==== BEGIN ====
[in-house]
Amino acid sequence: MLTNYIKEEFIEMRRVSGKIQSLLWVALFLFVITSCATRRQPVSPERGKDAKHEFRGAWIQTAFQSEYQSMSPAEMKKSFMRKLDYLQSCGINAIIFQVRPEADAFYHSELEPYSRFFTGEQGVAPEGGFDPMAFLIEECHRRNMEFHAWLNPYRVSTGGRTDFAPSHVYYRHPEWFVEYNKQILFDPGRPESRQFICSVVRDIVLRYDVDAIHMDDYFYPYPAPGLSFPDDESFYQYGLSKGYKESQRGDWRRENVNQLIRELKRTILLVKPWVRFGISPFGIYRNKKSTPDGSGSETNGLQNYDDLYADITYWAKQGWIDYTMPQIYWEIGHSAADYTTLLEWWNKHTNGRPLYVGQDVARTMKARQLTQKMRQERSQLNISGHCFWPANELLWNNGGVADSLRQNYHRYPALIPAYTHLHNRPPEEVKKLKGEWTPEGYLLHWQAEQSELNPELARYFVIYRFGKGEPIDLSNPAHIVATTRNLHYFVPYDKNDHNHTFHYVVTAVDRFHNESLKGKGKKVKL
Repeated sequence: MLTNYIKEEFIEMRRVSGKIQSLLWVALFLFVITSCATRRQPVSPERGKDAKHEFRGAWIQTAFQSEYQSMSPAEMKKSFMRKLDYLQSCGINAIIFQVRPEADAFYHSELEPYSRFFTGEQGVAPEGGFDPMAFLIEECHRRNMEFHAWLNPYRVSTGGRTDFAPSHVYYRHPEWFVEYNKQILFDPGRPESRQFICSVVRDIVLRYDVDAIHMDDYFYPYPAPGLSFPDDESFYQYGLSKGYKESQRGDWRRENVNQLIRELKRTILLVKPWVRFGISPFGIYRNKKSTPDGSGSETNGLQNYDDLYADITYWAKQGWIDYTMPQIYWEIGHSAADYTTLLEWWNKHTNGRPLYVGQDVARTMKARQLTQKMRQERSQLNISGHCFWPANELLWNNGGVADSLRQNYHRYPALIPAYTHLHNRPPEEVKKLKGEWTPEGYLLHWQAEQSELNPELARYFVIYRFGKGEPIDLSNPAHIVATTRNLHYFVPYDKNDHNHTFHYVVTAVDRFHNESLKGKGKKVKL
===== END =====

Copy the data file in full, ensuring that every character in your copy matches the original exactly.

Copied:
[in-house]
Amino acid sequence: MLTNYIKEEFIEMRRVSGKIQSLLWVALFLFVITSCATRRQPVSPERGKDAKHEFRGAWIQTAFQSEYQSMSPAEMKKSFMRKLDYLQSCGINAIIFQVRPEADAFYHSELEPYSRFFTGEQGVAPEGGFDPMAFLIEECHRRNMEFHAWLNPYRVSTGGRTDFAPSHVYYRHPEWFVEYNKQILFDPGRPESRQFICSVVRDIVLRYDVDAIHMDDYFYPYPAPGLSFPDDESFYQYGLSKGYKESQRGDWRRENVNQLIRELKRTILLVKPWVRFGISPFGIYRNKKSTPDGSGSETNGLQNYDDLYADITYWAKQGWIDYTMPQIYWEIGHSAADYTTLLEWWNKHTNGRPLYVGQDVARTMKARQLTQKMRQERSQLNISGHCFWPANELLWNNGGVADSLRQNYHRYPALIPAYTHLHNRPPEEVKKLKGEWTPEGYLLHWQAEQSELNPELARYFVIYRFGKGEPIDLSNPAHIVATTRNLHYFVPYDKNDHNHTFHYVVTAVDRFHNESLKGKGKKVKL
Repeated sequence: MLTNYIKEEFIEMRRVSGKIQSLLWVALFLFVITSCATRRQPVSPERGKDAKHEFRGAWIQTAFQSEYQSMSPAEMKKSFMRKLDYLQSCGINAIIFQVRPEADAFYHSELEPYSRFFTGEQGVAPEGGFDPMAFLIEECHRRNMEFHAWLNPYRVSTGGRTDFAPSHVYYRHPEWFVEYNKQILFDPGRPESRQFICSVVRDIVLRYDVDAIHMDDYFYPYPAPGLSFPDDESFYQYGLSKGYKESQRGDWRRENVNQLIRELKRTILLVKPWVRFGISPFGIYRNKKSTPDGSGSETNGLQNYDDLYADITYWAKQGWIDYTMPQIYWEIGHSAADYTTLLEWWNKHTNGRPLYVGQDVARTMKARQLTQKMRQERSQLNISGHCFWPANELLWNNGGVADSLRQNYHRYPALIPAYTHLHNRPPEEVKKLKGEWTPEGYLLHWQAEQSELNPELARYFVIYRFGKGEPIDLSNPAHIVATTRNLHYFVPYDKNDHNHTFHYVVTAVDRFHNESLKGKGKKVKL